All but forgotten now except to historians, classic film buffs, and a few other people in the know, is the Victorian-age meme of the "Little Colonel".
There's a theatre company in Pewee Valley (just outside Louisville) called the Little Colonel Players; perhaps you've seen their logo with an odd little character in a Napoleonic hat. But from whence did this concept originate?
Annie Fellows Johnston wrote a series of novels dealing with the aristocracy in a small southern town. These were semi-biographical and based on actual local people and places. The stories were set in Lloydsborough Valley, which was actually a fictionalized version of Pewee Valley. Johnston, originally from Indiana, eventually made Pewee Valley her home, and she died there in 1931.
Among the books in the "Little Colonel" series: The Little Colonel in Arizona, The Little Colonel: Maid of Honor, The Little Colonel's Christmas Vacation, The Little Colonel's Hero, The Little Colonel's House Party, The Little Colonel's Holiday, The Little Colonel at Boarding School, Little Colonel's Knight Comes Riding, and The Little Colonel's Chum, Mary Ware. (From that last one, she spun off a popular series of "Mary Ware" books.) Other books in her decidedly dated oeuvre include Miss Santa Clause of the Pullman, The Rescue of the Princess Winsome, Georgina of the Rainbows, It was the Road to Jericho, Mildred's Inheritance, and Ole Mammy's Torment.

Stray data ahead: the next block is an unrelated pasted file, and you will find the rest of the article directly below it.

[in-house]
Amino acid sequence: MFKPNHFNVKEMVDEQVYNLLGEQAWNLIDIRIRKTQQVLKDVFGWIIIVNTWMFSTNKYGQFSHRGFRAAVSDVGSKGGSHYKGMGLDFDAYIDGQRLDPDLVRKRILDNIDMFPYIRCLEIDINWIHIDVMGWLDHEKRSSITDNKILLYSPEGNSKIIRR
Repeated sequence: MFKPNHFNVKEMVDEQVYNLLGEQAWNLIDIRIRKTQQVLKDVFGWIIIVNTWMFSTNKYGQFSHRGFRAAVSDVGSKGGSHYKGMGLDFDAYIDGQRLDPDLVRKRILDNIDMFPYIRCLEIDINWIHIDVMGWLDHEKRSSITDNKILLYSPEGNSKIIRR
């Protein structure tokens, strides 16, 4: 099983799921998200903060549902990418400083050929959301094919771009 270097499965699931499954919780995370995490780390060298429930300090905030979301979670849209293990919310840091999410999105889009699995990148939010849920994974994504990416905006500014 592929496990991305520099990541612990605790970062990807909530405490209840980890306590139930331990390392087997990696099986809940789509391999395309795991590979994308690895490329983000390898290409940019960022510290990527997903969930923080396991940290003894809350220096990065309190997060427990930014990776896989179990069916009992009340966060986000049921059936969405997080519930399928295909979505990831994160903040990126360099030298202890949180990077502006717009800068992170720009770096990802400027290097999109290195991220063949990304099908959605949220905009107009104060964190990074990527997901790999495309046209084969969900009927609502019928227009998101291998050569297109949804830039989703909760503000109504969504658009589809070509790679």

In 1935 a film adaptation was made, starring Shirley Temple and Lionel Barrymore. And after that, Johnston and her beloved characters seemed to vanish down the memory hole. Lists of popular Kentucky authors - even specifically lists of ones from the Victorian age - often omit Johnston and her "Little Colonel" books.
In the stories, the Little Colonel (a young girl), draws inspiration from "The Old Colonel" (a Southern Gentleman who had lost his arm in the Civil War):
"Along this street one summer morning, nearly thirty years ago, came stepping an old Confederate Colonel. Every one greeted him deferentially. He was always pointed out to new comers. Some people called attention to him because he had given his right arm to the lost cause, some because they thought he resembled Napoleon, and others because they had some amusing tale to tell of his eccentricities. He was always clad in white duck in the summer, and was wrapped in a picturesque military cape in the winter."
The Old Colonel was a thinly-veiled dramatization of one George Washington Weissinger, Jr., a well-known lawyer in Louisville and Middletown. He's buried in Cave Hill Cemetery, but visiting his grave is tricky. According to littlecolonel.com:
Cave Hill Cemetery (the most prestigious burial ground in the region) has records that the Old Colonel was buried on February 25, 1903, his wife two months later. A plot map shows the exact location of the graves. But there are no tombstones or grave markers. Why? We don't know. We also can find nothing about the death of Amelia Pearce Weissinger (born Amelia Neville Pearce), his wife, just before her interment beside him on April 30, 1903.
And David Domine, in his great book Haunts of Old Louisville, reports sightings of an elderly one-armed ghost in a Civil War uniform, fitting the Old Colonel's description perfectly.